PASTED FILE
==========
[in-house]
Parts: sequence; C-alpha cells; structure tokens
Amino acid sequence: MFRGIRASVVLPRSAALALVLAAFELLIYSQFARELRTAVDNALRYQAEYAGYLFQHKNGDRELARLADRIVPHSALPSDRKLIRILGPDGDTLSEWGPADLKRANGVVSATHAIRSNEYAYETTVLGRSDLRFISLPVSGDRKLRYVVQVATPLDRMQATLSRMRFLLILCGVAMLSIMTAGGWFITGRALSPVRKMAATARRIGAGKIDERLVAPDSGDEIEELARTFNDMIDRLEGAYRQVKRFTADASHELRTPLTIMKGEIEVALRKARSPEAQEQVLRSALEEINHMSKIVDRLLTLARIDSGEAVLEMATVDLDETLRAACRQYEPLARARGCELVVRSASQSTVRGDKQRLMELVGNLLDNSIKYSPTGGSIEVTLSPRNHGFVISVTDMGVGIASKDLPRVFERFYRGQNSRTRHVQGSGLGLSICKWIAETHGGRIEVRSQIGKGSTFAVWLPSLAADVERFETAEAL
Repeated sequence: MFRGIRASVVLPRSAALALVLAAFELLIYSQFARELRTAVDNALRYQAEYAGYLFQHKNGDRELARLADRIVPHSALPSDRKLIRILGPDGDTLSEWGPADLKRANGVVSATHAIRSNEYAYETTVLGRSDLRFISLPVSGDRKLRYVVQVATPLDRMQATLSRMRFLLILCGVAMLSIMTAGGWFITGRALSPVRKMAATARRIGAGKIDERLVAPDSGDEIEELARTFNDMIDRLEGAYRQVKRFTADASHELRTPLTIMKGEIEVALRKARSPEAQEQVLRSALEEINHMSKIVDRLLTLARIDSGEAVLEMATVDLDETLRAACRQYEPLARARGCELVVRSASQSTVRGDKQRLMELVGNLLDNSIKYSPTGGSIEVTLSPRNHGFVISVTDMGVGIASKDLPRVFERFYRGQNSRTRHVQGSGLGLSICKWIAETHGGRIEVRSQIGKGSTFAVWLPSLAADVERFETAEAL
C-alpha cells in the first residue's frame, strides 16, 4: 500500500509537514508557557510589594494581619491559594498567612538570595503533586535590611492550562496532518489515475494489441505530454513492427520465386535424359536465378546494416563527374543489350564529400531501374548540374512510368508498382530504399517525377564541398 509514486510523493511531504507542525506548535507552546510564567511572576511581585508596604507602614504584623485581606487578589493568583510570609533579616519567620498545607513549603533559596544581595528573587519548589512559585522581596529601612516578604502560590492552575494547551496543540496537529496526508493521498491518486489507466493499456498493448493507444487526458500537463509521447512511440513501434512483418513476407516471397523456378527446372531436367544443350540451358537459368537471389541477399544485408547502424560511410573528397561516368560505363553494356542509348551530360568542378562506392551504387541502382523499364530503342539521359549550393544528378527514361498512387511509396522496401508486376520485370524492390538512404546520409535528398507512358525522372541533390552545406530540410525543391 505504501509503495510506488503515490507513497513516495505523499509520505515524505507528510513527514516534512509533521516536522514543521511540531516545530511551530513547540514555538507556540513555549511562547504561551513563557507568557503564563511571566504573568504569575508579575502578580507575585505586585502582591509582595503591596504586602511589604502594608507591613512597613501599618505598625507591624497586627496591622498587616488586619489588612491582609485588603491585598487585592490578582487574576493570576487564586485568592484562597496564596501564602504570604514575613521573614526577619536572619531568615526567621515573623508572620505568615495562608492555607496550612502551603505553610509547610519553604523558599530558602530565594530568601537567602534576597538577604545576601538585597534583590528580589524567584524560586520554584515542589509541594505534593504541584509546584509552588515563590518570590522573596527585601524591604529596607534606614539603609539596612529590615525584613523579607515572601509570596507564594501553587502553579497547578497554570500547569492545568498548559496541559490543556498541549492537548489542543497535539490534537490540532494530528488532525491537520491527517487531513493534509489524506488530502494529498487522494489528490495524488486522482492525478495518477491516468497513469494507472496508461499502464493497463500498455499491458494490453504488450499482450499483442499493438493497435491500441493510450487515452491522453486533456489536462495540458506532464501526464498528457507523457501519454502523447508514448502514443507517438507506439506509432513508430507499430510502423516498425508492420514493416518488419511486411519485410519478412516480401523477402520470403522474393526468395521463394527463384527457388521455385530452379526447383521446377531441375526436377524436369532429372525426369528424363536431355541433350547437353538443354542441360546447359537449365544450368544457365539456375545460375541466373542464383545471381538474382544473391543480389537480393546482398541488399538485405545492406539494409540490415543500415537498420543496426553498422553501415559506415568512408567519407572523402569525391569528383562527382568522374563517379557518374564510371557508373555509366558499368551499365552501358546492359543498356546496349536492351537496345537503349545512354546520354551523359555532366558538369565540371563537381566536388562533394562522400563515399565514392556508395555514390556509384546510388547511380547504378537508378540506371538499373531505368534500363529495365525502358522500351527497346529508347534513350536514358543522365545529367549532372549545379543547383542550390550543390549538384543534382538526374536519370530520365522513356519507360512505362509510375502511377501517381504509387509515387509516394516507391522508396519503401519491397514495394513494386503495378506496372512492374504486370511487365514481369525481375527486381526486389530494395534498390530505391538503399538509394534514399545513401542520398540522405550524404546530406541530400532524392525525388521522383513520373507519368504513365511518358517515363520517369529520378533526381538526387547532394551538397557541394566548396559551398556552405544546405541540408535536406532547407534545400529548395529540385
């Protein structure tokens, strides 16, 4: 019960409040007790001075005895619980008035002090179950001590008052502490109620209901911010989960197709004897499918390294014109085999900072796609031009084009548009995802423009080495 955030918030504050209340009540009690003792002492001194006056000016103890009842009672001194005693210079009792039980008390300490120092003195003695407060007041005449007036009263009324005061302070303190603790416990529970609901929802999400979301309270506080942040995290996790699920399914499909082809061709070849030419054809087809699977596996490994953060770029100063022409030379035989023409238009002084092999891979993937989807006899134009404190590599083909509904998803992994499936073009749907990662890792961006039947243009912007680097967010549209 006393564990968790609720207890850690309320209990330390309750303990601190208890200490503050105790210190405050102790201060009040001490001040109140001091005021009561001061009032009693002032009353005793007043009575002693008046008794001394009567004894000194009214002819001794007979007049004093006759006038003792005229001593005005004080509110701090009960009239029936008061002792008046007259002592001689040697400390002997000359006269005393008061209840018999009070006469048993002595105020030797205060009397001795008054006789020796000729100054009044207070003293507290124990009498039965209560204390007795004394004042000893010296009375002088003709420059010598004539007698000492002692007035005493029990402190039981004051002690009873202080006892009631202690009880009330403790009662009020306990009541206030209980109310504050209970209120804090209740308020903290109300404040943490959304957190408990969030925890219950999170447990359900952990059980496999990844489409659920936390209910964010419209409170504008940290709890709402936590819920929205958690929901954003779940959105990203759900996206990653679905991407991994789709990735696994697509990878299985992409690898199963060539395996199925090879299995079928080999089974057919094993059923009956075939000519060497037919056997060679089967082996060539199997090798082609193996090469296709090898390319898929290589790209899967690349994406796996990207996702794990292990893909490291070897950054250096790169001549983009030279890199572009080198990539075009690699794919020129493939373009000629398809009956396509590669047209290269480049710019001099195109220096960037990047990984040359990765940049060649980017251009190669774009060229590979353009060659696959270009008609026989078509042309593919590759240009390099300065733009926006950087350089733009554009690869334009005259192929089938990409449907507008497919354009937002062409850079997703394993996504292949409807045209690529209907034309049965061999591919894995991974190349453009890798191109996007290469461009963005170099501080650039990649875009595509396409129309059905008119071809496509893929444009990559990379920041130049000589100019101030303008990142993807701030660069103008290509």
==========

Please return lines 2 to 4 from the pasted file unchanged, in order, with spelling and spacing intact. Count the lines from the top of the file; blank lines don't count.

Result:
Parts: sequence; C-alpha cells; structure tokens
Amino acid sequence: MFRGIRASVVLPRSAALALVLAAFELLIYSQFARELRTAVDNALRYQAEYAGYLFQHKNGDRELARLADRIVPHSALPSDRKLIRILGPDGDTLSEWGPADLKRANGVVSATHAIRSNEYAYETTVLGRSDLRFISLPVSGDRKLRYVVQVATPLDRMQATLSRMRFLLILCGVAMLSIMTAGGWFITGRALSPVRKMAATARRIGAGKIDERLVAPDSGDEIEELARTFNDMIDRLEGAYRQVKRFTADASHELRTPLTIMKGEIEVALRKARSPEAQEQVLRSALEEINHMSKIVDRLLTLARIDSGEAVLEMATVDLDETLRAACRQYEPLARARGCELVVRSASQSTVRGDKQRLMELVGNLLDNSIKYSPTGGSIEVTLSPRNHGFVISVTDMGVGIASKDLPRVFERFYRGQNSRTRHVQGSGLGLSICKWIAETHGGRIEVRSQIGKGSTFAVWLPSLAADVERFETAEAL
Repeated sequence: MFRGIRASVVLPRSAALALVLAAFELLIYSQFARELRTAVDNALRYQAEYAGYLFQHKNGDRELARLADRIVPHSALPSDRKLIRILGPDGDTLSEWGPADLKRANGVVSATHAIRSNEYAYETTVLGRSDLRFISLPVSGDRKLRYVVQVATPLDRMQATLSRMRFLLILCGVAMLSIMTAGGWFITGRALSPVRKMAATARRIGAGKIDERLVAPDSGDEIEELARTFNDMIDRLEGAYRQVKRFTADASHELRTPLTIMKGEIEVALRKARSPEAQEQVLRSALEEINHMSKIVDRLLTLARIDSGEAVLEMATVDLDETLRAACRQYEPLARARGCELVVRSASQSTVRGDKQRLMELVGNLLDNSIKYSPTGGSIEVTLSPRNHGFVISVTDMGVGIASKDLPRVFERFYRGQNSRTRHVQGSGLGLSICKWIAETHGGRIEVRSQIGKGSTFAVWLPSLAADVERFETAEAL